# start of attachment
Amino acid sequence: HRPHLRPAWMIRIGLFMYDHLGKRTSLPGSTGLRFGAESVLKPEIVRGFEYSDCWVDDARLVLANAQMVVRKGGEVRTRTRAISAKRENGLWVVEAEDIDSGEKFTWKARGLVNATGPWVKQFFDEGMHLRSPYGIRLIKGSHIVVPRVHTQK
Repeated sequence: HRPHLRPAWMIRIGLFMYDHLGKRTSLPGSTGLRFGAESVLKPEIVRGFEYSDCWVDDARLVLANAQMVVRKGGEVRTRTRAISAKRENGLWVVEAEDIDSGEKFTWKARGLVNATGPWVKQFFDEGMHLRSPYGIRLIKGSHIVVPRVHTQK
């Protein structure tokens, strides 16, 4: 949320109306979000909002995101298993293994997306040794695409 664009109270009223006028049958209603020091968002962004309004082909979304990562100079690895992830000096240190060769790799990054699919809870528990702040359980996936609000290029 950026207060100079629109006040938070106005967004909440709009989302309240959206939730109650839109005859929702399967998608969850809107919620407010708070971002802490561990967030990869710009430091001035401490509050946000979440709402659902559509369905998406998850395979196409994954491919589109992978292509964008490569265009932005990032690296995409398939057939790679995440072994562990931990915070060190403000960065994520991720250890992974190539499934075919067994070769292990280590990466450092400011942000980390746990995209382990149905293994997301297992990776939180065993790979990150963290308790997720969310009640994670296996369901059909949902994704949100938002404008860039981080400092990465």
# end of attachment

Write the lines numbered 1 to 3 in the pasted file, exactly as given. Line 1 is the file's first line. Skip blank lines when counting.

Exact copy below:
Amino acid sequence: HRPHLRPAWMIRIGLFMYDHLGKRTSLPGSTGLRFGAESVLKPEIVRGFEYSDCWVDDARLVLANAQMVVRKGGEVRTRTRAISAKRENGLWVVEAEDIDSGEKFTWKARGLVNATGPWVKQFFDEGMHLRSPYGIRLIKGSHIVVPRVHTQK
Repeated sequence: HRPHLRPAWMIRIGLFMYDHLGKRTSLPGSTGLRFGAESVLKPEIVRGFEYSDCWVDDARLVLANAQMVVRKGGEVRTRTRAISAKRENGLWVVEAEDIDSGEKFTWKARGLVNATGPWVKQFFDEGMHLRSPYGIRLIKGSHIVVPRVHTQK
């Protein structure tokens, strides 16, 4: 949320109306979000909002995101298993293994997306040794695409 664009109270009223006028049958209603020091968002962004309004082909979304990562100079690895992830000096240190060769790799990054699919809870528990702040359980996936609000290029 950026207060100079629109006040938070106005967004909440709009989302309240959206939730109650839109005859929702399967998608969850809107919620407010708070971002802490561990967030990869710009430091001035401490509050946000979440709402659902559509369905998406998850395979196409994954491919589109992978292509964008490569265009932005990032690296995409398939057939790679995440072994562990931990915070060190403000960065994520991720250890992974190539499934075919067994070769292990280590990466450092400011942000980390746990995209382990149905293994997301297992990776939180065993790979990150963290308790997720969310009640994670296996369901059909949902994704949100938002404008860039981080400092990465």